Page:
Andy: How it all fell apart

Jawarski Pollock's 25-yard touchdown pass gave UNC its biggest lead of the game at 34-17 with 4:58 remaining in the third quarter. Then the bottom fell out of the Carolina defense. More importantly, it became apparent that for the Tar Heels to win, the offense would have to keep scoring. That didn't happen.

Untitled Document CHAPEL HILL, N.C. – Oh what a difference a week can make.

As North Carolina sprinted to the locker room after jumping out to a 27-14 halftime lead against Syracuse, the Tar Heels’ 65-foot Jumbotron in the east end zone of Kenan Stadium, flashed the fourth quarter score from Winston-Salem which read: (14) N.C. State 17, Wake Forest 38.

Although many “aluminum fans” permeated the announced crowd of 47,000 in attendance, the roar from Kenan Stadium was deafening.

But what a difference a half can make, especially when struggling defenses take the field.

“It’s a sad situation that has reared its ugly head two weeks in a row – tons of yards, tons of explosive plays – it really tears me up,” UNC head coach John Bunting said. "Some guys played well enough on defense to win, but it’s an 11-man effort on each play.”

Nothing could have been finer in the first half as the Tar Heels’ offense was rolling. On its first possession, Carolina put aside any thoughts of being shutout by FSU last Saturday, by driving 35 yards on seven plays down to the Syracuse 28 yard line.

Then Dan Orner put away any thoughts backup place kicker Topher Roberts might have had of supplanting him from his starting position. After missing twice against the Seminoles a week ago, Orner nailed the first of two first-half field goals – a 46-yarder that put UNC up 3-0.

On their next possession, the Tar Heels found the end zone for the first time of the young season, when Darian Durant threw a 10-yard touchdown pass to walk-on tight end John Dunn, starting in place of Bobby Blizzard, who was ill and did not play.

The Tar Heels were up 10-0, and no one paid much attention when the Orangemen’s big-play wide receiver Johnnie Morant quickly answered with a 36-yard touchdown reception from R.J. Anderson.

No one minded too much because freshman Mike Mason would answer on UNC’s ensuing possession with his first career touchdown catch from 44 yards out.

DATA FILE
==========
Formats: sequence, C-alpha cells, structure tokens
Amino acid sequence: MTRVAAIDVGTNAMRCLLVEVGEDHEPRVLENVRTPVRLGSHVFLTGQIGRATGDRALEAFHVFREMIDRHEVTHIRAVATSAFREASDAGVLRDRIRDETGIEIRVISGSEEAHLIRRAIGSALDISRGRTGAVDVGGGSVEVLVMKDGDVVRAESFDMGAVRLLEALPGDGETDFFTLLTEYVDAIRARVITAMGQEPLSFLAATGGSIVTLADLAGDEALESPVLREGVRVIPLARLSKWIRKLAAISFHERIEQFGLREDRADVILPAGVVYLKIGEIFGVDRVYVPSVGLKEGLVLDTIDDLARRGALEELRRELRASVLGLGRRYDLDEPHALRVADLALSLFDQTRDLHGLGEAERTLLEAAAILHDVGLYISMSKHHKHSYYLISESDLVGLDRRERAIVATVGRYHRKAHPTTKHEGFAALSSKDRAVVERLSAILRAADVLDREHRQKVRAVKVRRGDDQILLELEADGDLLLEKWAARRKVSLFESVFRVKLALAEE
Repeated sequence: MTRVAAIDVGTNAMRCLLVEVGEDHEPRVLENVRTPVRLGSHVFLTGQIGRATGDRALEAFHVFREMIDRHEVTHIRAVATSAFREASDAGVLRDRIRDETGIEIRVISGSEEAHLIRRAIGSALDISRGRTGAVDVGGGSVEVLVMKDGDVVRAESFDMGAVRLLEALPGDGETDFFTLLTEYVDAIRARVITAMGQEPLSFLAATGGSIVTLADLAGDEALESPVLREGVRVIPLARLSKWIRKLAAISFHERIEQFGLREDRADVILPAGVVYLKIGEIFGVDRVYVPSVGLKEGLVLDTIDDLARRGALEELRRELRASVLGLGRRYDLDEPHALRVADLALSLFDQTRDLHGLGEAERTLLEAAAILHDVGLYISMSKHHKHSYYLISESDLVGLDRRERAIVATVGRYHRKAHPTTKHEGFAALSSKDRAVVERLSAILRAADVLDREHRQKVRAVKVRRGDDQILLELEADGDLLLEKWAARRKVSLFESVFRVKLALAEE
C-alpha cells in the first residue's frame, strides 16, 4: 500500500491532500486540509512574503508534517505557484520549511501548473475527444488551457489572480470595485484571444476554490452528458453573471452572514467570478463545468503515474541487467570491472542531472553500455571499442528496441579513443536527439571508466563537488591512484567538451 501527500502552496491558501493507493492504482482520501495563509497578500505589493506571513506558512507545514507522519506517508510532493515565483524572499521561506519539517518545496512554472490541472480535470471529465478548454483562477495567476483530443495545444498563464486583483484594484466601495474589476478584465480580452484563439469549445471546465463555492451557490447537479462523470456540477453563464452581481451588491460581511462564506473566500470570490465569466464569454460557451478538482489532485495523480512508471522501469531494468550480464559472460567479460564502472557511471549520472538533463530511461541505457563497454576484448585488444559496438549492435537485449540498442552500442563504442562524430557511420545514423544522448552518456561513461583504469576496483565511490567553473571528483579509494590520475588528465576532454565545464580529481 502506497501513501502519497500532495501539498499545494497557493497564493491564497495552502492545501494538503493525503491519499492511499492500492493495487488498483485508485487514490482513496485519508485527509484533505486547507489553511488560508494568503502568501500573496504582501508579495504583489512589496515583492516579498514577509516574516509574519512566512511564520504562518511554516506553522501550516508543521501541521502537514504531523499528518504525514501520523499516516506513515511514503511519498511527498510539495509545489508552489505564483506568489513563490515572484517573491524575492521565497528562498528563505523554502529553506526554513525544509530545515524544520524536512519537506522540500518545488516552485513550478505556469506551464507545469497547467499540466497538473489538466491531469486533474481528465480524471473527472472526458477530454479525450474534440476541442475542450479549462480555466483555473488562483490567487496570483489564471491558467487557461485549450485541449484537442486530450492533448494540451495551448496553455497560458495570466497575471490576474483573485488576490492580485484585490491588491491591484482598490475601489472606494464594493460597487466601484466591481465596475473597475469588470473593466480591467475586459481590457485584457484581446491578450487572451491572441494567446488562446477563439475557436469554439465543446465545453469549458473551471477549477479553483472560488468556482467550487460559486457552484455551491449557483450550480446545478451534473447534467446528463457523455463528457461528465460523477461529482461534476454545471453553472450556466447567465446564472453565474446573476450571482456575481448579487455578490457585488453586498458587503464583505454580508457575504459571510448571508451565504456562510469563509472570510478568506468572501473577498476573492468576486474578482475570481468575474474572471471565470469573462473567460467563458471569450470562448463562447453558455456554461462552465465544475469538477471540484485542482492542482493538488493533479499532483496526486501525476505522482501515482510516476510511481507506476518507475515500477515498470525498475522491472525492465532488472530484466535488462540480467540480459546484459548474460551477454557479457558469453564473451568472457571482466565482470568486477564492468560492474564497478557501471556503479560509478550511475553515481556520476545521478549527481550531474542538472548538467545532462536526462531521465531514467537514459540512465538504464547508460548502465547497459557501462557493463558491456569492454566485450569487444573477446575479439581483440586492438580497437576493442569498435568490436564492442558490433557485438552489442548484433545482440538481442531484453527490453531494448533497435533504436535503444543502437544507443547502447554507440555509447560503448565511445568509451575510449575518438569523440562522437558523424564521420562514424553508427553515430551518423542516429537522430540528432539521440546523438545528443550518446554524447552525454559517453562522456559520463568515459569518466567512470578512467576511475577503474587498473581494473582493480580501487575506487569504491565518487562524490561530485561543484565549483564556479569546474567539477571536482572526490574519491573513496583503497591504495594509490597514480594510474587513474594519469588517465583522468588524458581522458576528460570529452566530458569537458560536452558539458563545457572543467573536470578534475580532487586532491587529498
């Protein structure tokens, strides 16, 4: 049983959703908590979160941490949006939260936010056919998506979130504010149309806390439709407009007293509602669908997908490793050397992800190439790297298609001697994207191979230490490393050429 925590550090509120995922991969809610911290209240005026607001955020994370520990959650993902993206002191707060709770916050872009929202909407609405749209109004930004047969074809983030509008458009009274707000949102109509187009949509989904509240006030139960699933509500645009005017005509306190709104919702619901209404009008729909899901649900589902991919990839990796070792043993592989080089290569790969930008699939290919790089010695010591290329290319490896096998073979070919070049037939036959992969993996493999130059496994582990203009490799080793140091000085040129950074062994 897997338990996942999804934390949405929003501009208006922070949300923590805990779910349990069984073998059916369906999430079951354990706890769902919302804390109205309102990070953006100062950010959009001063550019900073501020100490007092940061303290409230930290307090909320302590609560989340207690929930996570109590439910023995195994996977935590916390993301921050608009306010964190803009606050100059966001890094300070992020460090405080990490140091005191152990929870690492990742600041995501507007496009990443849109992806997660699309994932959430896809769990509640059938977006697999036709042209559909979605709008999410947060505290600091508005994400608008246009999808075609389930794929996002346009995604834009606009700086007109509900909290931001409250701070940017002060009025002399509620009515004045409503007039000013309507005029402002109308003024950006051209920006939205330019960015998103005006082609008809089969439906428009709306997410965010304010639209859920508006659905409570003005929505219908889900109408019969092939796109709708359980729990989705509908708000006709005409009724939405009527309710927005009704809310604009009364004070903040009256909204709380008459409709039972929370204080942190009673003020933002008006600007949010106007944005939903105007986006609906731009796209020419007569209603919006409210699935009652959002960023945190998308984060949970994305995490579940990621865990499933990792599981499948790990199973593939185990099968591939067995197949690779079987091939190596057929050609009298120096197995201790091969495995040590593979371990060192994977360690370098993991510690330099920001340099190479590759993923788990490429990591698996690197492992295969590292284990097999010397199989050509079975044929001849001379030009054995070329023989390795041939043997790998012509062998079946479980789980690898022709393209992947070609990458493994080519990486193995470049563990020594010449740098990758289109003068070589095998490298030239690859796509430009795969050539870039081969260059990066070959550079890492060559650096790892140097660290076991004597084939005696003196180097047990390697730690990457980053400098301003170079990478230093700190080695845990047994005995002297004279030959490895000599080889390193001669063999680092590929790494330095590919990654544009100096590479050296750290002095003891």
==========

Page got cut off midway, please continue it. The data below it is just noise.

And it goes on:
After all, Carolina led 17-7.

Following the first of three touchdown runs by Syracuse running back Walter Reyes, which cut the UNC lead back to three; things still seemed OK since the Tar Heel offense was now so prolific.

Then came what likely signified the peak of happiness under the Carolina blue skies in Chapel Hill this day. Offensive coordinator Gary Tranquill loosened his often conservative belt and called for a halfback option pass at the Orangemen 24 – from of all people – Ronnie McGill.

The rookie tailback sold the run perfectly and found Brandon Russell all alone for a 24-yard touchdown. McGill had his first career touchdown pass before his first career-rushing touchdown, and the Tar Heels went back up 24-14.

Who needs defense when the offense is this effective? Nothing to worry about right?

After both teams surrounded halftime by exchanging field goals, the home team still led 27-17 and all was good in Tar Heel Nation.

And things would get better before they would get worse.

Jawarski Pollock's 25-yard touchdown reception gave UNC its biggest lead of the game at 34-17 with 4:58 remaining in the third quarter. Then the bottom fell out of the Carolina defense. More importantly, it became apparent that for the Tar Heels to win, the offense would have to keep scoring.

But that didn't happen.

While the offense had its break out game of the season, the defense simply broke down.

“We were all frustrated that the game got to that point,” Jacque Lewis said, “but we can’t put the blame on anyone. We’re a team and the whole team has to take the blame for it.“

Just 20 seconds had elapsed off the clock when Morant scored again, this time from on a 48-yard pass from Anderson. For the game, Morant had 160 yards and two touchdowns on just seven receptions.

Then midway through the fourth quarter, Damien Rhodes got in the act with a 31-yard touchdown reception of his own.

By that time, there were no illusions. Although UNC still led 34-31, everyone wearing light blue in the stadium knew the seven minutes and 42 seconds that remained was plenty of time for Syracuse to tie the score or even go ahead. Fortunately for the Tar Heels, Syracuse’s final drive of regulation stalled at the 19-yard line, forcing the Orangemen to settle for the game-tying field goal.

The final score before overtime was 34-34.

While plenty of exciting action would still remain, from that point on, it was evident that for the first time in the game the Tar Heels were fighting an uphill battle.

“Our offense did a great job,” Syracuse senior defensive tackle Louis Gachelin said. “They came out there and punched them in the mouth.”

The Syracuse defense was anything but good, but the Carolina defense was worse.

“We’ve got to bring our hardhats and lunch pails and go back to work,” UNC defensive tackle Chase Page said. “In 2001, the team started 0-3 and won the Peach Bowl. It’s a long season.”

And it just got a lot longer.

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